09 fév. 2022Isabelle Marinov: “I could fill a wall with rejections”
For Luxembourg author Isabelle Marinov, 2021 was a breakthrough year in which she published her first two picture books in Luxembourg and abroad. She tells us about turning obsessions into much-loved stories and how perseverance ultimately pays off.
2021 was a huge year: you had two picture books published in several languages. Can you briefly summarise them?
Leo and the Octopus came out in the UK and The Boy Whose Head Was Filled With Stars in the US at the end of January 2021. The latter is a non-fiction picture biography about Edwin Hubble, who discovered the immensity of the universe. He discovered the Milky Way wasn’t the only galaxy and that the universe was actually expanding. What I liked about this was the change of perspective for humankind. You realise you’re a tiny dot in the universe. For biographical picture books you need a theme, you can’t just have the story. You have to have a message. Leo and the Octopus is a fiction picture book about a young boy on the autism spectrum, though I don’t mention the word in the story. I keep it vague because everyone can see themselves in Leo. The octopus he meets at the aquarium teaches him what friendship is.
Octopi are quite a trending theme right now with My Octopus Teacher, which won the 2021 Oscar for best documentary. How did you become interested in these creatures?
I wrote the story in 2016 and at that time I was reading these two science books (The Soul of an Octopus by Sy Montgomery and Other Minds: The Octopus and the Evolution of Intelligent Life by Peter Godfrey-Smith), which is why I became fascinated with these animals. The book came out the same year the movie did. And everyone asked if that was what inspired me. But that’s not how picture books are made, it’s a very long process to write and publish a picture book. It was just a lucky coincidence.
Did the documentary give momentum to Leo and the Octopus do you think?
I think it did, because so many people were touched by that movie. I didn't know anything about octopi before I read the science books I mentioned before. Afterwards I thought they were amazing. When I become obsessed with something I tend to think about it a lot and sometimes it connects with other stuff in my mind. Often people ask “Where did you come up with the idea?”. I think it’s not one idea, it’s always things coming together at the right moment. When you feel that spark and can’t stop thinking about it, that’s the start.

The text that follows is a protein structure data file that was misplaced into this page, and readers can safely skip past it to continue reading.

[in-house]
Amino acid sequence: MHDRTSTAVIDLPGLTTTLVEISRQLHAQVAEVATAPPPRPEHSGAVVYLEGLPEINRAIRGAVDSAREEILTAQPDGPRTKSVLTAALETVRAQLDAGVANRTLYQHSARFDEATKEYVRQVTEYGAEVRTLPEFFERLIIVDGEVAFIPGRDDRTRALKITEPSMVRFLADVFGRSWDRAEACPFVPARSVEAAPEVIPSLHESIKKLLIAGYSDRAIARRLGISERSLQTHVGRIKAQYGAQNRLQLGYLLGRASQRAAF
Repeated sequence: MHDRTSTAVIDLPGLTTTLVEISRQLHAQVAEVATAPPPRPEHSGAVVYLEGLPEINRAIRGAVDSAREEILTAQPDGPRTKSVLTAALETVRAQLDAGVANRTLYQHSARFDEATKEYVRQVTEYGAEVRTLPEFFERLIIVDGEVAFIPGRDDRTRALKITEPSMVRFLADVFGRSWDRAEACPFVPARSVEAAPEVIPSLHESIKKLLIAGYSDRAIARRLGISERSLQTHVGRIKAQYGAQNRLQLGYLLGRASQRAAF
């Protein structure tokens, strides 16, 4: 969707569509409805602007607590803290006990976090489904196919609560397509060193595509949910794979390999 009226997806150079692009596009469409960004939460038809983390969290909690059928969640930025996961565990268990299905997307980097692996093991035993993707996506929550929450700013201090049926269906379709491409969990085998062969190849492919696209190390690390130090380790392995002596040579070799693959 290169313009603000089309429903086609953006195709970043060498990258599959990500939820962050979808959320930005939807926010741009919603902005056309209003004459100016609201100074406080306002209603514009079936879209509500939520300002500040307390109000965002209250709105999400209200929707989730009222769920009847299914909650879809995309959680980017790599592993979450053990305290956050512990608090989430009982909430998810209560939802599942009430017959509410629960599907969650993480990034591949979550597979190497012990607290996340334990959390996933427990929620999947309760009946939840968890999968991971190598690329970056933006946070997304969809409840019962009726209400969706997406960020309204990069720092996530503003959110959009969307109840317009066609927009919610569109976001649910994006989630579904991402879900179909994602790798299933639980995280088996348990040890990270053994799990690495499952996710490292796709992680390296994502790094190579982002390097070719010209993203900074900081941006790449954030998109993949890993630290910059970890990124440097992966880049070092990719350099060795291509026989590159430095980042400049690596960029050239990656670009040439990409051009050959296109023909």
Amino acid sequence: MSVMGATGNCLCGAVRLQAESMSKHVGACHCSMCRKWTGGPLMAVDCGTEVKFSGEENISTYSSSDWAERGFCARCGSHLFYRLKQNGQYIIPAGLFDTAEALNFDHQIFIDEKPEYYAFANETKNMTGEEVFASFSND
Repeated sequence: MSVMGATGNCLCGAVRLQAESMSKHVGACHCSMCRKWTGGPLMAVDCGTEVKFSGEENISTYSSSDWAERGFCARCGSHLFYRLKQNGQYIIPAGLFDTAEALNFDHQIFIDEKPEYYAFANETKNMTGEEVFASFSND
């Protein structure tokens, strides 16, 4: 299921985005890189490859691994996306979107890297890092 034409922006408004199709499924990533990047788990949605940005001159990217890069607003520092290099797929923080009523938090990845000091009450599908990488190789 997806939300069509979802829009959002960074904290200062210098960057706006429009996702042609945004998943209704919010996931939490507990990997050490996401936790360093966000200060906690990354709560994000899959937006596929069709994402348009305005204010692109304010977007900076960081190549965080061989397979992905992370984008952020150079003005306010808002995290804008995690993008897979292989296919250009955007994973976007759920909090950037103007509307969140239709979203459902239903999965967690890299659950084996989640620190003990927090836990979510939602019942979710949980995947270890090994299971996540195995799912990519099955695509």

You said that Leo is a child on the autism spectrum, although it’s not spelled out in the book. To what extent do you think that autism is underexplored in children’s picture books?
My son is on the spectrum so it’s a topic I’m very interested in. He’s now 12, but when he was younger I was looking for picture books and couldn’t find anything interesting. I think you probably find that kind of thing more in novels. It’s difficult to explore in picture books, because you only have around 800 words. In Leo and the Octopus, the octopus communicates through colour to show emotion. That idea came to me when I was at the hairdresser. I was reading the book while getting my hair coloured. And I thought “Now I have a story!”
Let’s talk about The Boy Whose Head Was Filled With Stars, which has won several awards including the Eureka! Nonfiction Children’s book award. You told me that the message is that we’re just a tiny speck in the universe. Did you also want to spark an interest in science among young readers?
Yes. From my own school days there wasn’t much taught at school on the history of science. I always wondered why. I did a science baccalaureate at school because I wanted to study medicine. Then I studied law. We had a bit of history of science because I was in that specific class, but other than that we didn't have anything. I think it would be interesting for younger kids to learn about scientists. I think that was in my subconscious as one of the things that motivated me to write the book, because I wanted people to know about Edwin Hubble.
You began writing at the age of 9 when your parents gave you a red typewriter. What was your journey to getting published?